When a 13-year-old boy was reported missing in Miles Township on Wednesday, the Centre County Office of Emergency Services was prepared.
“It was almost like another day at work for most of those professionals involved,” Emergency Management Coordinator Jeff Wharran said. “God bless the volunteers and the Amish community that came out because it was one of their own.”
Firemen and other law officials began the search, but it was Wharran and his department that called for the search and rescue team, along with the bloodhound team, that helped search for the boy.
“Things are pretty well covered,” Wharran said. “Nobody is just winging it. There is a system in place.”
The system, commonly known as CodeRED, is a free mass notification system to which citizens can subscribe to receive emergency notifications by phone, text or email. The system can be used for evacuations, boil water notices, active shooters, statewide emergency declarations and several other emergencies.
Centre County is not the only county using the system. On Friday, Clinton County announced the implementation of CodeRED.
“CodeRED’s robust notification system will provide Clinton County officials with a reliable, easy-to-use interface to quickly deliver critical information to our citizens during emergencies. We are eager to use this innovative technology to enhance our emergency preparedness plans,” said Clinton’s Emergency Management Coordinator Bill Frantz.
So just how does it work?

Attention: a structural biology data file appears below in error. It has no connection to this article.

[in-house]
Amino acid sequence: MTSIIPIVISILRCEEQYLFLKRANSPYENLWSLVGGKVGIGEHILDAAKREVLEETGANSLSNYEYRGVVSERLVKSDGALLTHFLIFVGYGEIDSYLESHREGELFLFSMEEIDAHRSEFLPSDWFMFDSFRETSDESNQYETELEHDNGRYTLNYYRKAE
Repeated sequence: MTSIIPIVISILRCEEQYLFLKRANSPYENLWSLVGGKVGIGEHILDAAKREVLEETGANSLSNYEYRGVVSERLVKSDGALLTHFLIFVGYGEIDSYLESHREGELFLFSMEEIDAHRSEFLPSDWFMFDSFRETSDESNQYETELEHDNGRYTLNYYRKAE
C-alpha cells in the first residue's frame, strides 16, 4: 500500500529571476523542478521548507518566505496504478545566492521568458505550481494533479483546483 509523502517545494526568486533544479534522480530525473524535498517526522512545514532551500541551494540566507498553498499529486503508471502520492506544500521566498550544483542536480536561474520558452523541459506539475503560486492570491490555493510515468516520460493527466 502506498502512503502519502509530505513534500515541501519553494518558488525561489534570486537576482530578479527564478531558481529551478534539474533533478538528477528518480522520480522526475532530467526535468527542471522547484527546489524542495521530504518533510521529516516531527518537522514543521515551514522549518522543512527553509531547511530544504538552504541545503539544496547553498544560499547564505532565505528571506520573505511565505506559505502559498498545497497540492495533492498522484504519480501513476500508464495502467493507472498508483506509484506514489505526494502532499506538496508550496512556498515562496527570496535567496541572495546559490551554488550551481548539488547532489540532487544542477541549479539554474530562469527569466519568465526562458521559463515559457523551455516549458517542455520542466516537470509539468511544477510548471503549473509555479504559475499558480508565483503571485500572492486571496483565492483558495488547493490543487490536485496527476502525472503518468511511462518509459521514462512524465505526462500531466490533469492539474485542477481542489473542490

An officer in command, like Wharran, would request a 911 dispatch supervisor to launch an alert before selecting a specific area to send the alert to.
“It is amazing technology that they have now,” Wharran said. “People don’t use TV or radio like they used to, but everyone uses a cell phone. The most effective way to get to people is cell phones these days.”
Every municipality is required to have an emergency management coordinator by law, but the coordinator does not have to fill that role in a full-time capacity, according to Wharran.
Wharran, a U.S. Navy veteran who worked with Pennsylvania state police for 22 years, said he is confident in the systems that are in place, but one challenge his department faces is the unpredictable emergencies. He cited an EF1 tornado in Centre County last May.
“Things like tornadoes aren’t easily predictable. Last year we knew it was windy and stormy, but nobody knew it would be that bad,” Wharran said. “We ended up with about 50 percent of customers out of service. Power was out for almost a week in a few locations. Entire townships from Boalsburg to Penns Valley were wiped out power-wise.”
Tornadoes, as with most emergencies, are rarely predictable, but Wharran believes his department is as well-prepared as possible.
“You can be confident that there are many things in place to make sure that emergencies are handled,” Wharran said.